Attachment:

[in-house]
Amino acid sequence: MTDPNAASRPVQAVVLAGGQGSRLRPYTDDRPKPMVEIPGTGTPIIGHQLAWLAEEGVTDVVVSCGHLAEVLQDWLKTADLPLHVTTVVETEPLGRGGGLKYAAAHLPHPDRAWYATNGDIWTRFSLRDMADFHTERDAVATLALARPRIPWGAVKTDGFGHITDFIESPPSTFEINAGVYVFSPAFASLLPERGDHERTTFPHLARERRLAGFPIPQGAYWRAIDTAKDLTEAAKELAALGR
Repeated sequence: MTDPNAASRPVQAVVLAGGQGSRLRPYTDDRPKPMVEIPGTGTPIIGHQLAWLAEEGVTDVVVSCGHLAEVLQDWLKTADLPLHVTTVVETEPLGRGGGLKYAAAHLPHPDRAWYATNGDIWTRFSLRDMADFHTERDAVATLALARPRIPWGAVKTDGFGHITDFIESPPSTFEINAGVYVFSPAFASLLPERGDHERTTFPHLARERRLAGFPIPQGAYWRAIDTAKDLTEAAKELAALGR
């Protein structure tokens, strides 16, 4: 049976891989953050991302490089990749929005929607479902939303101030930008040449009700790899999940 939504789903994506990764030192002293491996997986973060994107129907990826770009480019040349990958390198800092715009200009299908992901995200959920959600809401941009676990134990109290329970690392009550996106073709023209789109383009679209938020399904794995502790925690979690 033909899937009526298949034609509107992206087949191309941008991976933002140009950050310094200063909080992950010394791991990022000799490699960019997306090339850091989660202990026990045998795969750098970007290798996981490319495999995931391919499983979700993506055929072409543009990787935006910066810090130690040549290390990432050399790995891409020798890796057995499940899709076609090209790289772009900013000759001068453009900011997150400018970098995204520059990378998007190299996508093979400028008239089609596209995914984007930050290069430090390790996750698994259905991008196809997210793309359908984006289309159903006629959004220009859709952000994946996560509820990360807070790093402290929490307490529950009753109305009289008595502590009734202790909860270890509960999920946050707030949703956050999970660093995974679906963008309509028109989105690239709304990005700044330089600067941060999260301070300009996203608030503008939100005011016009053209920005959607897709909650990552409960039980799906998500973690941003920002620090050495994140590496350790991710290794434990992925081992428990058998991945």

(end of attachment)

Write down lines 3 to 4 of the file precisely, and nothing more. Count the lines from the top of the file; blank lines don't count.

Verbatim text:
Repeated sequence: MTDPNAASRPVQAVVLAGGQGSRLRPYTDDRPKPMVEIPGTGTPIIGHQLAWLAEEGVTDVVVSCGHLAEVLQDWLKTADLPLHVTTVVETEPLGRGGGLKYAAAHLPHPDRAWYATNGDIWTRFSLRDMADFHTERDAVATLALARPRIPWGAVKTDGFGHITDFIESPPSTFEINAGVYVFSPAFASLLPERGDHERTTFPHLARERRLAGFPIPQGAYWRAIDTAKDLTEAAKELAALGR
């Protein structure tokens, strides 16, 4: 049976891989953050991302490089990749929005929607479902939303101030930008040449009700790899999940 939504789903994506990764030192002293491996997986973060994107129907990826770009480019040349990958390198800092715009200009299908992901995200959920959600809401941009676990134990109290329970690392009550996106073709023209789109383009679209938020399904794995502790925690979690 033909899937009526298949034609509107992206087949191309941008991976933002140009950050310094200063909080992950010394791991990022000799490699960019997306090339850091989660202990026990045998795969750098970007290798996981490319495999995931391919499983979700993506055929072409543009990787935006910066810090130690040549290390990432050399790995891409020798890796057995499940899709076609090209790289772009900013000759001068453009900011997150400018970098995204520059990378998007190299996508093979400028008239089609596209995914984007930050290069430090390790996750698994259905991008196809997210793309359908984006289309159903006629959004220009859709952000994946996560509820990360807070790093402290929490307490529950009753109305009289008595502590009734202790909860270890509960999920946050707030949703956050999970660093995974679906963008309509028109989105690239709304990005700044330089600067941060999260301070300009996203608030503008939100005011016009053209920005959607897709909650990552409960039980799906998500973690941003920002620090050495994140590496350790991710290794434990992925081992428990058998991945």